So to extend the metaphor, in my stereotyped and unrealistic world, tellers (views) are pretty but empty-headed and often believe anything you tell them, security guard/receptionists are minimally polite but are not very knowledgeable but they know where people should and shouldn't go and managers are really ugly and mean but know everything and can tell what is true and what isn't.


One thing that helps separate properly is avoiding the "pass local variables from controller to view" anti-pattern. Instead of this:

# app/controllers/foos_controller.rb:
class FoosController < ApplicationController

  def show
    @foo = Foo.find(...)


<%= @foo.bar %>

Try moving it to a getter that is available as a helper method:

# app/controllers/foos_controller.rb:
class FoosController < ApplicationController

  helper_method :foo

  def show


  def foo
    @foo ||= Foo.find(...)


<%= foo.bar %>

This makes it easier to modify what gets put in "@foo" and how it is used. It increases separation between controller and view without making them any more complicated.

  • uhmmm... Yuk. Can you please add some good reasons/scenarios for when you would do this. This breaks KISS and YAGNI and is very smelly (just to toss in one more cliche)
    – Sixty4Bit
    Oct 2 '08 at 2:52
  • 2
    1) Rails does a lot of magic to copy the controller's instance variables to your view instance. 2) The suggested implementation also only loads foo if it's accessed, which may save some work some of the time. The important answer really is 1), though.
    – webmat
    Oct 4 '08 at 18:53
  • 11
    Sigh This is terrible. Rails instance variable sharing is a feature not an anti-pattern. It's an ubiquitous, low-mental-overhead syntactic sugar that rarely if ever causes real-world problems. If you don't like it, fine, but coding around it with a baroque non-standard structure makes things infinitely worse. In this case you are effectively making foo a global (per controller anyway) variable. Attempting to correct a perceived abuse of variable scoping by dramatically increasing the scope is extremely ironic.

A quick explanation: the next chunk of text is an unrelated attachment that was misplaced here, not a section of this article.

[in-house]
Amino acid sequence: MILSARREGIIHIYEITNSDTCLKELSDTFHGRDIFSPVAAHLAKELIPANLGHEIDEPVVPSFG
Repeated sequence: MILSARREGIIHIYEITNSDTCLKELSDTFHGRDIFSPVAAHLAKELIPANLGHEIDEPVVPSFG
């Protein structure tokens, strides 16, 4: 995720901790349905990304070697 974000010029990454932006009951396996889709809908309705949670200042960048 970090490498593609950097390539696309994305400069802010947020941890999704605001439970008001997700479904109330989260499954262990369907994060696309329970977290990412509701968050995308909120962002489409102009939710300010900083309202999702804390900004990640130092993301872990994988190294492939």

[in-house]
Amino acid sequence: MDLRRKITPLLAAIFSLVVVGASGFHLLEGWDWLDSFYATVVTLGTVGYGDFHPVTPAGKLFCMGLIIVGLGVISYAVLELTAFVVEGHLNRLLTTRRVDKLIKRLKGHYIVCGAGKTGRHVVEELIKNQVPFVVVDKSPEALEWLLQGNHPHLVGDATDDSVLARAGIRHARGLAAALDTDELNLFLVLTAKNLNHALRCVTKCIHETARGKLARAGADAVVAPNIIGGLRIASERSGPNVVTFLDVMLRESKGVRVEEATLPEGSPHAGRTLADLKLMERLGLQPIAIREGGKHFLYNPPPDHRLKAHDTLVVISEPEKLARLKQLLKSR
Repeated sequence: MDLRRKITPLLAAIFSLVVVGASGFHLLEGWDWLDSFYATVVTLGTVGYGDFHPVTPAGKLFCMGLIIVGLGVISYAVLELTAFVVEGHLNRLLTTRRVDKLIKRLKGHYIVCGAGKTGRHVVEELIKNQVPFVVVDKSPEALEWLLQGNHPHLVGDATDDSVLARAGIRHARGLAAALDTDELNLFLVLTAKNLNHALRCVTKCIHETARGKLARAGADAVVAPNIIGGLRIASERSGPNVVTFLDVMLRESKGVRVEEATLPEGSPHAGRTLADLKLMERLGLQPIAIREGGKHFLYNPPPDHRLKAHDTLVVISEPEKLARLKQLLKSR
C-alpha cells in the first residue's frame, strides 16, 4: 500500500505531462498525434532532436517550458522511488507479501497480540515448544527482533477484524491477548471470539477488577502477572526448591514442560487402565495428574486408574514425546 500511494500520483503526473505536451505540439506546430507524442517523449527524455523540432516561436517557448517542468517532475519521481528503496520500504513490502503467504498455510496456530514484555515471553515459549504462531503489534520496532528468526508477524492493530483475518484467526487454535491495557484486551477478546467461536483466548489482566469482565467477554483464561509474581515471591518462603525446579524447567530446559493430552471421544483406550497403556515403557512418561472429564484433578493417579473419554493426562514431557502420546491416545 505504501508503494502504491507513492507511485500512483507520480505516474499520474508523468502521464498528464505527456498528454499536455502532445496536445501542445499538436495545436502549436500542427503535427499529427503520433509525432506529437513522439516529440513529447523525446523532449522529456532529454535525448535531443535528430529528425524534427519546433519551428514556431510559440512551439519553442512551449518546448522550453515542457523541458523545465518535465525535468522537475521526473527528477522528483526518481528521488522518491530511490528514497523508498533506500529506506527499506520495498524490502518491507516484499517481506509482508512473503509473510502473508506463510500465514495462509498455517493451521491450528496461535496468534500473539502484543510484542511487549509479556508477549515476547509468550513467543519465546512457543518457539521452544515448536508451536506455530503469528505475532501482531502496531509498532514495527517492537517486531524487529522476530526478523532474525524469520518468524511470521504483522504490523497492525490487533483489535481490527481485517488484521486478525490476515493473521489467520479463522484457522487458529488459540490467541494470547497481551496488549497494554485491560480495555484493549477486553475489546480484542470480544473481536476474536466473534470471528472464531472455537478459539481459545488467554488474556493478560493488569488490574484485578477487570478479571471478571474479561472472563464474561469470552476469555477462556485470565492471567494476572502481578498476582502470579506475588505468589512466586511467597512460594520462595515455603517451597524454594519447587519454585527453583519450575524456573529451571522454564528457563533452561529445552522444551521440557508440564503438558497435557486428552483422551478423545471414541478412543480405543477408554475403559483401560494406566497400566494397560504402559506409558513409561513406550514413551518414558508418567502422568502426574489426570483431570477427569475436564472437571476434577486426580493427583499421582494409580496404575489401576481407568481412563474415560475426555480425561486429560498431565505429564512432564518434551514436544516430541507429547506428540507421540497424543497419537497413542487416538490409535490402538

– gtd
    Jan 15 '10 at 6:05
  • 1
    I'm not buying it, dasil003. The scope of foo and of @foo are the same -- they are both scoped to the <ControllerClass, request> pair. Additionally, by using the getter version, I can change how that Foo object is found/stored/cached without changing how the view accesses it. Jan 15 '10 at 13:33
  • 1
    I think you mean "pass instance variables" anti-pattern. An instance var will leak state for the entire render, even in deeply nested partials. Your solution also leaks state, but is slightly better than an instance var because it doesn't allow reassignment. Passing a local is actually the best because it's like calling a method; the local can't be seen by partials. See this answer.
    – Kelvin
    Sep 18 '13 at 18:44

Well, it sort of depends upon what the logic has to deal with...

Often, it makes sense to push more things into your models, leaving controllers small. This ensures that this logic can easily be used from anywhere you need to access the data that your model represents. Views should contain almost no logic. So really, in general, you should strive to make it so that you Don't Repeat Yourself.

Also, a quick bit of google reveals a few more concrete examples of what goes where.

Model: validation requirements, data relationships, create methods, update methods, destroy methods, find methods (note that you should have not only the generic versions of these methods, but if there is something you are doing a lot, like finding people with red hair by last name, then you should extract that logic so that all you have to do is call the find_redH_by_name("smith") or something like that)

View: This should be all about formatting of data, not the processing of data.

Controller: This is where data processing goes. From the internet: "The controller’s purpose is to respond to the action requested by the user, take any parameters the user has set, process the data, interact with the model, and then pass the requested data, in final form, off to the view."

Hope that helps.


In simple terms, generally, Models will have all the codes related to table(s), their simple or complex relationships (think them as sql queries involving multiple tables), manipulation of the data/variables to arrive at a result using the business logic.

Controllers will have code/pointers towards the relevant models for the job requested.

Views will accept the user input/interaction and display the resultant response.

Any major deviation from these will put unwanted strain on that part and the overall application performance may get impacted.


Testing, Testing ... Put as much logic as possible in the model and then you will be able to test it properly. Unit tests test the data and the way it is formed by testing the model, and functional tests test the way it is routed or controlled by testing the controllers, so it follows that you can't test the integrity of the data unless it is in the model.